Tuesday, March 12th, 2013
After more than six decades on the lam, a 14th century crucifix panel painting attributed to Paolo Veneziano returned home on Monday, March 11th. Painted between 1335 and 1345 in the Gothic style made famous by Florentine masters Giotto and Cimabue, the crucifix is more than nine feet high and eight feet wide. The crucified Christ is the central figure, with the Virgin Mary looking sorrowfully at her son from the right of the crossbar and Saint John from the left. An angel painted above the cross looks straight out at the viewer.
It was removed from the Church of San Pantaleone Martyr in Venice at the end of World War II. Although most of the articles vaguely allude to Germans stealing it on their way out of occupied Italy, it seems they weren’t marauders so much as receivers of stolen goods. According to Edward B. Garrison’s 1959 book Italian Romanesque Panel Painting, it was the parish priest himself who illegally sold the masterpiece to German troops to raise desperately needed money for his war-ravaged community.
Consider its massive size, it’s quite remarkable that the painting remained intact during its smuggling travels. It touched down in Rome and France before winding up in a private collection in Germany. Last year, the collector consigned the crucifix to the Lempertz auction house in Cologne. When Lempertz experts investigated the ownership history of the piece, they realized it was never legitimately sold.
With the crucifix’s presence in the market the result of theft and considering its unique cultural importance, Lempertz did something I have never seen an auction house do: they bought it from the seller at cost and donated it to the Church of San Pantaleone. That is some gift. Medieval painted crucifixes are rarer than hen’s teeth on the market, and one of such massive size and quality is practically unheard of. The auctioneers were of course fully aware of what they were losing, but they made a conscious decision to make the ethical choice rather than ride willful blindness all the way to the bank like so many auction houses before them have done.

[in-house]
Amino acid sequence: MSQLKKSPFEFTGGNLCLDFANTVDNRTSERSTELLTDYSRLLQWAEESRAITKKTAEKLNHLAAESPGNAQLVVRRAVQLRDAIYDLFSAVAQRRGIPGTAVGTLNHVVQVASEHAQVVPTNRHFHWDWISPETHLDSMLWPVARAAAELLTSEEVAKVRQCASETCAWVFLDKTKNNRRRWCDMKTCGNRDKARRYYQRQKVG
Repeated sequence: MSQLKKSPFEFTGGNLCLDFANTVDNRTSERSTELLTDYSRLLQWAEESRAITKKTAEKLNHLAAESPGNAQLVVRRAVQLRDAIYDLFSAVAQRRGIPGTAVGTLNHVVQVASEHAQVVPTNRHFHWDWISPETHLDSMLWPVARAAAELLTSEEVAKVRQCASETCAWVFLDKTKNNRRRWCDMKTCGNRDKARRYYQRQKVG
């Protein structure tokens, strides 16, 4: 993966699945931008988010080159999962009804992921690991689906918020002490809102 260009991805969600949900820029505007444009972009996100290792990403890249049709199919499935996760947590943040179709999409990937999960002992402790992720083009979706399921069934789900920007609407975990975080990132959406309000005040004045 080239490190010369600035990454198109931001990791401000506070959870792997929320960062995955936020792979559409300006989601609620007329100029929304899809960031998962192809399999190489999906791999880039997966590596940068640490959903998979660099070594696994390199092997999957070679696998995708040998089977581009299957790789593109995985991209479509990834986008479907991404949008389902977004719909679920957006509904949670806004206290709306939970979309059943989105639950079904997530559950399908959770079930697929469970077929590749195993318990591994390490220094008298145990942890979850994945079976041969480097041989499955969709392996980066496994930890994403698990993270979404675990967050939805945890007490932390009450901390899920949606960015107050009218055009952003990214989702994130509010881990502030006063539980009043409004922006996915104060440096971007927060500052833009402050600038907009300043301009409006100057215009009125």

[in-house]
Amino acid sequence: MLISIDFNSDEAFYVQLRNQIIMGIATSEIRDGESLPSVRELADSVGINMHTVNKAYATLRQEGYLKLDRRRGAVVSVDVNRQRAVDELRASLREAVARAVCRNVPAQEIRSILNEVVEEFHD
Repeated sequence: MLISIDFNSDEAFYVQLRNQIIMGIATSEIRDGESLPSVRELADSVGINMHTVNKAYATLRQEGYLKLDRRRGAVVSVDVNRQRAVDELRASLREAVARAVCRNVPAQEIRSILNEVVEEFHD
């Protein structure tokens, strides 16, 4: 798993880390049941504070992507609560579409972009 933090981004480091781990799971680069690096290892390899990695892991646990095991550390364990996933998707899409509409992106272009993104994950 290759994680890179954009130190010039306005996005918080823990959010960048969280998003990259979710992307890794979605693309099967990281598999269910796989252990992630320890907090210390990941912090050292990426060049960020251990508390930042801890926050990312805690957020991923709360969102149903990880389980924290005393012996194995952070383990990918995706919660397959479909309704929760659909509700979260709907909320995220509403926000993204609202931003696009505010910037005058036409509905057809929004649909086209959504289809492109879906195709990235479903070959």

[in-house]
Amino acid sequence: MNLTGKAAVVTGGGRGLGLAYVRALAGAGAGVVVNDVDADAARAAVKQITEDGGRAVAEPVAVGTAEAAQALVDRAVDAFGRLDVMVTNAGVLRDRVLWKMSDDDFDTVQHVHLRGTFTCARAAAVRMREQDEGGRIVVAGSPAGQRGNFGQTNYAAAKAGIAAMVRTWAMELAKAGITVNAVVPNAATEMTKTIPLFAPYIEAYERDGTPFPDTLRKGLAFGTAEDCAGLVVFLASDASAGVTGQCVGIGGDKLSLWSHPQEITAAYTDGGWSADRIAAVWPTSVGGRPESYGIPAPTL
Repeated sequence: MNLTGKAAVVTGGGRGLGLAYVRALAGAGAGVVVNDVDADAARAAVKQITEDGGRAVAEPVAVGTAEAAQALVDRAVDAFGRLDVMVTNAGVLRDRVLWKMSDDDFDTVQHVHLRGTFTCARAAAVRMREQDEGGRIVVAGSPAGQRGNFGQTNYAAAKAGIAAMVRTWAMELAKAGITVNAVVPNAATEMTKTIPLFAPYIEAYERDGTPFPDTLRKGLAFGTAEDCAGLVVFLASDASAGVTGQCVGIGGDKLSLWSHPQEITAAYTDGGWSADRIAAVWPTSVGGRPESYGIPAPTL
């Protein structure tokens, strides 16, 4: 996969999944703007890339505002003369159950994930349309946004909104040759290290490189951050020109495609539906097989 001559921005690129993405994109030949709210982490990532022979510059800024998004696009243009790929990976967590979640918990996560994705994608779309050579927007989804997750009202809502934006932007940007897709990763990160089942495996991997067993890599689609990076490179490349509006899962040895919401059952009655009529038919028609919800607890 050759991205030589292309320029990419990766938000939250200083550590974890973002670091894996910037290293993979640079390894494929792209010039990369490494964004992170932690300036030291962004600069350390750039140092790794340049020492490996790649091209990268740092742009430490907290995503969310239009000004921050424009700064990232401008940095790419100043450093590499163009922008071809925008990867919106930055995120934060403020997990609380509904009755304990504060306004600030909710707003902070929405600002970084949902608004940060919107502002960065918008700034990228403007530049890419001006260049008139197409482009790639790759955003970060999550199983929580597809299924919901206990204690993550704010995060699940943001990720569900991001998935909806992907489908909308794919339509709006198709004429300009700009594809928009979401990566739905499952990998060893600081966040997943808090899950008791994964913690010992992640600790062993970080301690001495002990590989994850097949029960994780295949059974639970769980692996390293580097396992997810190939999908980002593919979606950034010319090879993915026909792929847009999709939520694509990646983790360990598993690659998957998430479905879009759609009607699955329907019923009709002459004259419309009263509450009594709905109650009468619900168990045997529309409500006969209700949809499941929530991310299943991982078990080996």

“It’s a work that has no equal in the market,” says the Lempertz specialist in Old Master Paintings Mariana M. de Hanstein. “If it didn’t have the history it has, the pre-sale estimate would probably be around 700,000 euros. But this is a work that cannot be sold. It is a moral issue. It does not belong to the market, but to a large international museum.”
The managing partner of Lempertz Henrik Hanstein said: “In the beginning we were excited about the delivery of a work of Venetian painting from the fourteenth century of such quality. But then it became immediately clear to us: this work does not belong in an auction but to its original home, the church that Venetians with their wonderful dialect called San Pantaleon. We are happy to be able to return so significant a work to the city of Venice, to which we are grateful for so much extraordinary art.”
Note to self: when you hit the lottery, go buy all your stuff at Lempertz.
On November 17th, a ceremony was held in Cologne officially returning the painting to Venice. Before the Archbishop of Cologne Cardinal Joachim Meisner, Italian consul Eugenio Sgrò, Italian ambassador Elio Menzione, the crucifix was formally handed over to Monsignor Francesco Moraglia, Patriarch of Venice. Before settling down permanently in Venice’s ever-loving arms, however, the masterpiece made one more stop. From February 15th until the end of the month, it stood in the place of the papal throne in the Sala Clementina of the Apostolic Palace in Vatican City. On February 28th, it witnessed Pope Benedict XVI’s final address to the College of Cardinals before his formal abdication and departure to Castel Gandolfo.
Now that the crucifix is in Venice, it is being examined by conservators. Once it gets a clean bill of health, the painting will be moved back to the Church of San Pantaleone Martyr.